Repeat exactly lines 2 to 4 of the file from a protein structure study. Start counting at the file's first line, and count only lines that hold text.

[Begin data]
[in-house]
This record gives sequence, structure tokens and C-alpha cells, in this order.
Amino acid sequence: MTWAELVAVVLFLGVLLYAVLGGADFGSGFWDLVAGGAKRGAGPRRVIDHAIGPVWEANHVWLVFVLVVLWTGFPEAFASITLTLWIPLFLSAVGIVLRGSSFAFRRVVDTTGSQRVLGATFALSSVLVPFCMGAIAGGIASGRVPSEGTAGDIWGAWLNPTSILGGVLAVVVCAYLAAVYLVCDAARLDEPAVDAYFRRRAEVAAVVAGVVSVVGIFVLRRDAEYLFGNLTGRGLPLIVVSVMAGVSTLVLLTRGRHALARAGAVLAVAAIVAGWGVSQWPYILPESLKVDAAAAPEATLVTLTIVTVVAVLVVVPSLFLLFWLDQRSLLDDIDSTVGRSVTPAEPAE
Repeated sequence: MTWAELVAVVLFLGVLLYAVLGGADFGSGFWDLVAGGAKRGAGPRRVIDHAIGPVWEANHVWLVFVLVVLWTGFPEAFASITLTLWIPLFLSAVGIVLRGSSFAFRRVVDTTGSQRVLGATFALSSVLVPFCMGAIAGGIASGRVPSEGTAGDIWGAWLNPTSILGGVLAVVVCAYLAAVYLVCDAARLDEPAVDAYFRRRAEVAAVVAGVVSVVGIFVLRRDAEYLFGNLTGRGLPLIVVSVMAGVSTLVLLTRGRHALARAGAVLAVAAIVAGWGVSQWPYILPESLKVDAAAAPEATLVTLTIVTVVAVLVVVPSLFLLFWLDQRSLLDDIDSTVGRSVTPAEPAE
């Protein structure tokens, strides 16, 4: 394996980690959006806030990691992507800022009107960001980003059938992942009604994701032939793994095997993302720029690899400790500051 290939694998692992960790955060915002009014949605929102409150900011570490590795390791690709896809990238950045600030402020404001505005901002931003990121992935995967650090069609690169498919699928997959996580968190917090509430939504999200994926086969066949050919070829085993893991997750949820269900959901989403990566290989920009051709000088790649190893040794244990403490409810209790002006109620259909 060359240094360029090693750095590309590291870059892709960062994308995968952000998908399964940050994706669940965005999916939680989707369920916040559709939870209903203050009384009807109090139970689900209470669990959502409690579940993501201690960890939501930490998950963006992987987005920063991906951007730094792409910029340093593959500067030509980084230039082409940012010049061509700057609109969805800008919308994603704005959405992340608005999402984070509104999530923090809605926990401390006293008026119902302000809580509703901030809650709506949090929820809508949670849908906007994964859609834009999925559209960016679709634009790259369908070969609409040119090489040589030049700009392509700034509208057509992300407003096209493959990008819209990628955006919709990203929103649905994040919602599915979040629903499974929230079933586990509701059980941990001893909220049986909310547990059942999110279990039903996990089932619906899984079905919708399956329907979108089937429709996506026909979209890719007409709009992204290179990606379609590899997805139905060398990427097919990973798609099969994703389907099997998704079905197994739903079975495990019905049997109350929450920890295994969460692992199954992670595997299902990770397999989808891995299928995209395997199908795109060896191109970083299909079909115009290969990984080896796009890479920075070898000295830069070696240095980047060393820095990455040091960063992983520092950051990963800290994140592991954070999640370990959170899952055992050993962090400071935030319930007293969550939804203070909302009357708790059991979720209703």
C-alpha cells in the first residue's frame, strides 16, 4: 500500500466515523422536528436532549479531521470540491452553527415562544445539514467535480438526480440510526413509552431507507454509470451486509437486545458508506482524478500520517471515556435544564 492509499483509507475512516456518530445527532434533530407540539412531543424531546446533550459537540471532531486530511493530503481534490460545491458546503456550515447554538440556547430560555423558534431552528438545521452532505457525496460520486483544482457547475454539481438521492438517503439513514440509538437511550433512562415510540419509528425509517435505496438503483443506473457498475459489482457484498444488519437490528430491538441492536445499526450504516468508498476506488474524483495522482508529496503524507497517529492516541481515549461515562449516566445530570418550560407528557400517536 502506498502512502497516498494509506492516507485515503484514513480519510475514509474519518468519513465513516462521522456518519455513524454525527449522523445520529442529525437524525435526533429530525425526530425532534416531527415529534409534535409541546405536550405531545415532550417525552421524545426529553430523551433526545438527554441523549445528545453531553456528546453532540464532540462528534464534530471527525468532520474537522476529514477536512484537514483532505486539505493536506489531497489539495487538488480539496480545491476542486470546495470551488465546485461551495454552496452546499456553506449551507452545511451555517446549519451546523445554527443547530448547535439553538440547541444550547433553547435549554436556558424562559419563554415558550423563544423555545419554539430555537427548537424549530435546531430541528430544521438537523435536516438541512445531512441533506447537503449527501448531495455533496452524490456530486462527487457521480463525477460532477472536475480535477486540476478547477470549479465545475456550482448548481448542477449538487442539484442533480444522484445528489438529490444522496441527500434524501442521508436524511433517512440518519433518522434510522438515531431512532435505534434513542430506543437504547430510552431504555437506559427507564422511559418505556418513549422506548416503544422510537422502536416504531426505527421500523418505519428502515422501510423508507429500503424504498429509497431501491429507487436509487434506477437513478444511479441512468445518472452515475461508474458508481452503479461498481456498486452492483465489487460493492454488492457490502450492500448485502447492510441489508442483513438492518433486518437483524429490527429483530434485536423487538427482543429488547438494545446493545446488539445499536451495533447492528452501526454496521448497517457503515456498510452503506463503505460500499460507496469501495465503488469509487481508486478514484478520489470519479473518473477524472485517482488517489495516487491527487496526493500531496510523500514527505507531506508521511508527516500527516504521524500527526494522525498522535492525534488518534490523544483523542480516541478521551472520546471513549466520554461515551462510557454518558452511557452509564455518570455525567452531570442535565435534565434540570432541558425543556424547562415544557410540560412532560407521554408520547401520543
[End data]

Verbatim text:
This record gives sequence, structure tokens and C-alpha cells, in this order.
Amino acid sequence: MTWAELVAVVLFLGVLLYAVLGGADFGSGFWDLVAGGAKRGAGPRRVIDHAIGPVWEANHVWLVFVLVVLWTGFPEAFASITLTLWIPLFLSAVGIVLRGSSFAFRRVVDTTGSQRVLGATFALSSVLVPFCMGAIAGGIASGRVPSEGTAGDIWGAWLNPTSILGGVLAVVVCAYLAAVYLVCDAARLDEPAVDAYFRRRAEVAAVVAGVVSVVGIFVLRRDAEYLFGNLTGRGLPLIVVSVMAGVSTLVLLTRGRHALARAGAVLAVAAIVAGWGVSQWPYILPESLKVDAAAAPEATLVTLTIVTVVAVLVVVPSLFLLFWLDQRSLLDDIDSTVGRSVTPAEPAE
Repeated sequence: MTWAELVAVVLFLGVLLYAVLGGADFGSGFWDLVAGGAKRGAGPRRVIDHAIGPVWEANHVWLVFVLVVLWTGFPEAFASITLTLWIPLFLSAVGIVLRGSSFAFRRVVDTTGSQRVLGATFALSSVLVPFCMGAIAGGIASGRVPSEGTAGDIWGAWLNPTSILGGVLAVVVCAYLAAVYLVCDAARLDEPAVDAYFRRRAEVAAVVAGVVSVVGIFVLRRDAEYLFGNLTGRGLPLIVVSVMAGVSTLVLLTRGRHALARAGAVLAVAAIVAGWGVSQWPYILPESLKVDAAAAPEATLVTLTIVTVVAVLVVVPSLFLLFWLDQRSLLDDIDSTVGRSVTPAEPAE